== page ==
I visited my... sixteenth-ish +/-2... IAAPA Expo today. For the uninitiated, this is the International Association of Amusement Parks and Attractions big annual trade show, which has been in Orlando now for a decade or so. I went to my first show in 2000, when it was in Atlanta and CoasterBuzz was not even a year old. I went completely nuts, lined up a ton of interviews, wrote features... it was epic. I did the same thing the next year, which also felt necessarily therapeutic after 9/11. And consider that I was only a few years removed from college graduation, journalism degree in hand and the Internet barely mainstream and without ubiquitous mobile access. Times were different then. I was different. Since moving to Orlando, I've dropped in every year for at least a few hours, not so much to cover the show, but to meet up with folks from around the industry that I've gotten to know over the years. Today's visit involved an insane crowd, and I kept running into people nonstop that I had not seen or talked to, in some cases for more than a decade. My head is filled with feelings and thoughts about the experience. I have to figure out what I'll write about.
To start with though, I can't help but notice that while I worked really hard on finally adding features to my forum app, my interest in the hobby is awfully far from what it used to be. And that's certainly not unreasonable. Since I started it, I've been divorced, married, had a child, moved 6,000 miles, had an embarrassing number of jobs, and dabbled in a great many other hobbies. As Indian Jones once said, "It's not the years, honey, it's the mileage." Because of that, the number of contacts that I still actively maintain isn't what it used to be, and I'm sometimes caught off guard not paying attention. Somehow I missed, for example, that SeaWorld San Diego was building a new coaster.
There's also the fact that for so many years I was an outsider, but looking in and playing the relationship game so I had access to all the things. Even now, I could probably take advantage of relationships to get tickets for parks. But my network is smaller, largely by professional attrition, but also lack of upkeep. Then I did my year at SeaWorld corporate, and it was, not so much eye opening, but exactly what I expected it to be looking in from the outside, which is to say it's not exactly a business that's great for career opportunities. Ten times that for software and tech people like me.
The other thing though is that back in 2000, I had all of the first-mover advantages. No one had really built a community around industry news, and what was essentially a directory to the bazillion fan sites that every kid with a college Internet account was building at the time. Those fan sites looked awful (not that mine was great), but they were passion projects and valuable. Around the same time, two or three tried to make them sprawling businesses, and of course they're all long defunct. I was able to pay my mortgage through the recession with the sites, but that was, at best, a lifestyle business on top of a passion project. Then we did the podcast before podcasts were cool (and everyone in Covid decided to start one). So much change.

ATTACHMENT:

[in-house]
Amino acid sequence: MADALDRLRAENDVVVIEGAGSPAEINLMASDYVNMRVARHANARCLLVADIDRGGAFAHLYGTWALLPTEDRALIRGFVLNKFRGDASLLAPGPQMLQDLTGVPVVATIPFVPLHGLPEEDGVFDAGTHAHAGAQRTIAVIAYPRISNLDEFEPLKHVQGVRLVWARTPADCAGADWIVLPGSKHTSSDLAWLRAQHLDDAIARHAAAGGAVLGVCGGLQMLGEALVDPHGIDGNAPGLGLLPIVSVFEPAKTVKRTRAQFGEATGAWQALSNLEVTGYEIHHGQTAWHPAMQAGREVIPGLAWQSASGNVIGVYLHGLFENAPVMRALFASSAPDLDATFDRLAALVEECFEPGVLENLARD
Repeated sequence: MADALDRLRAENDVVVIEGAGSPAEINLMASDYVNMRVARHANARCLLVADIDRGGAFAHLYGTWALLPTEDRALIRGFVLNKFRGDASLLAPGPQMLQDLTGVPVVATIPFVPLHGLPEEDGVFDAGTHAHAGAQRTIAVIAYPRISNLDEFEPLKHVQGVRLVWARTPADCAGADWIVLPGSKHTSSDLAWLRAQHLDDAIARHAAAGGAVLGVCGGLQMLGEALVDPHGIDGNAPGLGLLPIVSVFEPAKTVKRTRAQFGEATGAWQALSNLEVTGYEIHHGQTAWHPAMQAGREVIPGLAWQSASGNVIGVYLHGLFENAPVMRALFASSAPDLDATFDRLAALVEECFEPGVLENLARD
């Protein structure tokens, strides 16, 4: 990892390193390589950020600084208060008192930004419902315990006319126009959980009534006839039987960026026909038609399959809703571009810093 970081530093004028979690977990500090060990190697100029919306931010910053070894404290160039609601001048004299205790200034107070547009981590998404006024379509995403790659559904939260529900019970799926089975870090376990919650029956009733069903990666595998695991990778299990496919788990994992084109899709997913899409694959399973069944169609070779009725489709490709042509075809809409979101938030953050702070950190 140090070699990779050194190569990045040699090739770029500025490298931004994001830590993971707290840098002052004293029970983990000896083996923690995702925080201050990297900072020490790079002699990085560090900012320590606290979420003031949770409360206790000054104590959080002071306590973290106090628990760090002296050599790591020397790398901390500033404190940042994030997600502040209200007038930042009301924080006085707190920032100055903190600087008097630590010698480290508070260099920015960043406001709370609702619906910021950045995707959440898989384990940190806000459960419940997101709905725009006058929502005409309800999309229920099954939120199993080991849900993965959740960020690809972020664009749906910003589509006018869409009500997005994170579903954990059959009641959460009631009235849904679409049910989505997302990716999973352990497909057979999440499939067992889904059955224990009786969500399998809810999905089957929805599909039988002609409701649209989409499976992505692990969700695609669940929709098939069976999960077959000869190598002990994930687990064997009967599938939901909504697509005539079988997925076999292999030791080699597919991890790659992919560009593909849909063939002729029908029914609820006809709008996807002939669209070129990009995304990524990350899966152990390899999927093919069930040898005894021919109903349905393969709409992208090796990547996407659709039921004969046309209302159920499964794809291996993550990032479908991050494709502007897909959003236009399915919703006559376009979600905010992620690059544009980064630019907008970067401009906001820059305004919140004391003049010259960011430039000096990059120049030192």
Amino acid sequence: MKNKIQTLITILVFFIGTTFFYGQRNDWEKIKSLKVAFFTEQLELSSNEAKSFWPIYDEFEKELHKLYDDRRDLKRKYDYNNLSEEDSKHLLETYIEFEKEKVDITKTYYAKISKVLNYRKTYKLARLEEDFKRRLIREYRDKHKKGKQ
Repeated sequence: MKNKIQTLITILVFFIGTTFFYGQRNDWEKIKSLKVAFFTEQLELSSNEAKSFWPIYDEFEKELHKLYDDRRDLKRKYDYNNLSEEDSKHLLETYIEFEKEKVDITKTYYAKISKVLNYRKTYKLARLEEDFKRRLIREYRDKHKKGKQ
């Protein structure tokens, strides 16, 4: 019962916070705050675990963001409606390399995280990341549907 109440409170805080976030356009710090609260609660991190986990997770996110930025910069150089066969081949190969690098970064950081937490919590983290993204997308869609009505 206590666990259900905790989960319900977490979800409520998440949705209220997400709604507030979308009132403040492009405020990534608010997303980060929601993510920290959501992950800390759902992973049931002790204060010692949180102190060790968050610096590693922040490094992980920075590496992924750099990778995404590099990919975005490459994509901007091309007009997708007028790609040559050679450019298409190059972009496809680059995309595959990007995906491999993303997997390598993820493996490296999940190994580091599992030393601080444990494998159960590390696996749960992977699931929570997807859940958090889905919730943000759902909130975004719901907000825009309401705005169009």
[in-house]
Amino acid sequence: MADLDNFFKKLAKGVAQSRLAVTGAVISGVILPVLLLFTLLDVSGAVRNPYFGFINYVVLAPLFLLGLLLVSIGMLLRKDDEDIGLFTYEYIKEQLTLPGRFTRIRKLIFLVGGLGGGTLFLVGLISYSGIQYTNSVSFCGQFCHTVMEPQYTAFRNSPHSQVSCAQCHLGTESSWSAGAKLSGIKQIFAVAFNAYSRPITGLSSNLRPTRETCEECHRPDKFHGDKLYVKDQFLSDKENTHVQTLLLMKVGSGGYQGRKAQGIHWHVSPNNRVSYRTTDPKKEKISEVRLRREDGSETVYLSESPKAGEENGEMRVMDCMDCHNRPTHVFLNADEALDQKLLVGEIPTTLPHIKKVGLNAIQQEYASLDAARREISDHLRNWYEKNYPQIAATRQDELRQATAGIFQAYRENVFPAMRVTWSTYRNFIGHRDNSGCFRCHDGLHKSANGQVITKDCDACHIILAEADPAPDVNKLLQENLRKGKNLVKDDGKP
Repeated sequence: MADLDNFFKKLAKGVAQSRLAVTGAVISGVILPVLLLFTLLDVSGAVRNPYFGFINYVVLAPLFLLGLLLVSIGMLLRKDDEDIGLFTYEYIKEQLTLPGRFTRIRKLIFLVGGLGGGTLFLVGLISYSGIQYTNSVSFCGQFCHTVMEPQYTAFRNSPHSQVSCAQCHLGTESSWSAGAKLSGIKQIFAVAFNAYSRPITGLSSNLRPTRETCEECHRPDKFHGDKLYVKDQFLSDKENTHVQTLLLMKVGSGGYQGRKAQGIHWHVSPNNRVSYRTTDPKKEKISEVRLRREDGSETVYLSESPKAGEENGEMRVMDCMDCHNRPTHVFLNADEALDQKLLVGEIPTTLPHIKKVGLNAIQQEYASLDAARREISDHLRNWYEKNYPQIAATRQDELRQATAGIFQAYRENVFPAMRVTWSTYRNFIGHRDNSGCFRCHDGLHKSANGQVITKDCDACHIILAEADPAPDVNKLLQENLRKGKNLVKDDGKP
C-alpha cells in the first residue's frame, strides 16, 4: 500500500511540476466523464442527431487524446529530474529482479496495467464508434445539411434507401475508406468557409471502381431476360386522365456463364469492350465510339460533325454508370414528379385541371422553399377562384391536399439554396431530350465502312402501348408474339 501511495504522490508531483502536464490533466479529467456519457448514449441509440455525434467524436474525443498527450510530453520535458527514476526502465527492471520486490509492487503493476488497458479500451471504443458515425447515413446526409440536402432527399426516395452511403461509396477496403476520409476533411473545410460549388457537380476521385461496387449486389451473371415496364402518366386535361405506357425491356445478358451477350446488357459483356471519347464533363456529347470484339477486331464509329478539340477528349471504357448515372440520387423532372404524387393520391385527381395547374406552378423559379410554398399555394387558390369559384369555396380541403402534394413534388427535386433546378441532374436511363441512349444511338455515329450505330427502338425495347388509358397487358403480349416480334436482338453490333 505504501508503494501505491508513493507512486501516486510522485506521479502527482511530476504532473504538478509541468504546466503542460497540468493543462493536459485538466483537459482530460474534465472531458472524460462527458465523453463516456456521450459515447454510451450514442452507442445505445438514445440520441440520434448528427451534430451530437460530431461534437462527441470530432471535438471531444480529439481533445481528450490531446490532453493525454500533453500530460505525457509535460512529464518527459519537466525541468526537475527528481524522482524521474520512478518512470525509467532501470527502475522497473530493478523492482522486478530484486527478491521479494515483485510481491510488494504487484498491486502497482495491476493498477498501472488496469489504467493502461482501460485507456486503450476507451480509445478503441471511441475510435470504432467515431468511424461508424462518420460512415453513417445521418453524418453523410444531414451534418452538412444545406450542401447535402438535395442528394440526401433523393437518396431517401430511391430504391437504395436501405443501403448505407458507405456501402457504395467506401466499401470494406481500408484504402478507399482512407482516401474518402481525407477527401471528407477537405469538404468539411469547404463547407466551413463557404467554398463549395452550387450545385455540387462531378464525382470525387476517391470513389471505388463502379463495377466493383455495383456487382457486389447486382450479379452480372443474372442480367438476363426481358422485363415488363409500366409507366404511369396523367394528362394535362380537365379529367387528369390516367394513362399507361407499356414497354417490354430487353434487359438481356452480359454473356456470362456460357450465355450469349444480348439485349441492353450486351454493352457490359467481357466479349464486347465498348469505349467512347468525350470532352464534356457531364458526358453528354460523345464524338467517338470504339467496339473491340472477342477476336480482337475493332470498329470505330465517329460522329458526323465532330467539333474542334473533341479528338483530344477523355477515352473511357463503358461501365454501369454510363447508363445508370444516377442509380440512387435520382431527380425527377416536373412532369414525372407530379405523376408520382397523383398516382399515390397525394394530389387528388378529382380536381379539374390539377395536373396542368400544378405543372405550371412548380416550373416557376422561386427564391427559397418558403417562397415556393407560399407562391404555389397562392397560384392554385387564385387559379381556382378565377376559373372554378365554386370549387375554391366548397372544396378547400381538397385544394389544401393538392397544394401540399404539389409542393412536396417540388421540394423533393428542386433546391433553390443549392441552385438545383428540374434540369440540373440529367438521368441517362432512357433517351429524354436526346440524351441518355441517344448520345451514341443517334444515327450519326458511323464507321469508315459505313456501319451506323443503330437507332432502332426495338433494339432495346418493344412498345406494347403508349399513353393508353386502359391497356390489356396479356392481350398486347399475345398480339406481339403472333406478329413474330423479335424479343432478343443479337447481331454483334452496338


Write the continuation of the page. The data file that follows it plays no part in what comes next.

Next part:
The weird thing now is that there are all these kids with Facebook pages and YouTube channels and they all make the same stuff, but few really get the business end of it all. Worse yet, they've built their content on top of platforms that will, one day, go away. They don't own anything. Like, even today, a bunch of people posted the same photos on Twitter from the show, but what do you win for Twitter likes? I posted on Twitter, "Photos on the site," and saw a healthy traffic spike of about 5k extra views so far that had ads on them. Again, if these cats are doing it for the "engagement," and not the passion, that's fine I guess, but I'm so not into that world. That's social media... it's not in service to the audience, it's in service to popularity and engagement.
That all sounds like "old man angry at cloud," I'm sure, but it's not that. I've said before how amazing it is that people like Mark Rober or Smarter Everyday have risen above the noise because of platforms. I love that. But me the classically trained media guy and writer, feels like all the things out there are ephemeral and trivial. A marketing director I talked to today expressed the same frustration. There used to be value in working with passionate fan media, but when they started calling themselves "influencer," nope, the attractions don't need that to win. (Sidebar: I'm told by cruise industry knowledgeable people that they experience similar phenomena.) Maybe they never did.
But it was conversations like that, and many others, that I deeply value. One guy I talked to today I first met at that first show in 2000, and he's a co-owner of a company that is radically innovating with amazing products. They're in a certain niche, but they're owning it. I love stories like that. I miss telling stories like that. I'm just not sure I have the time to ever commit to stuff like that again.
So it was a good time, and I wasn't even sure if I would commit to going when I went to bed last night. I'm glad I did. It was so great to see all of the people.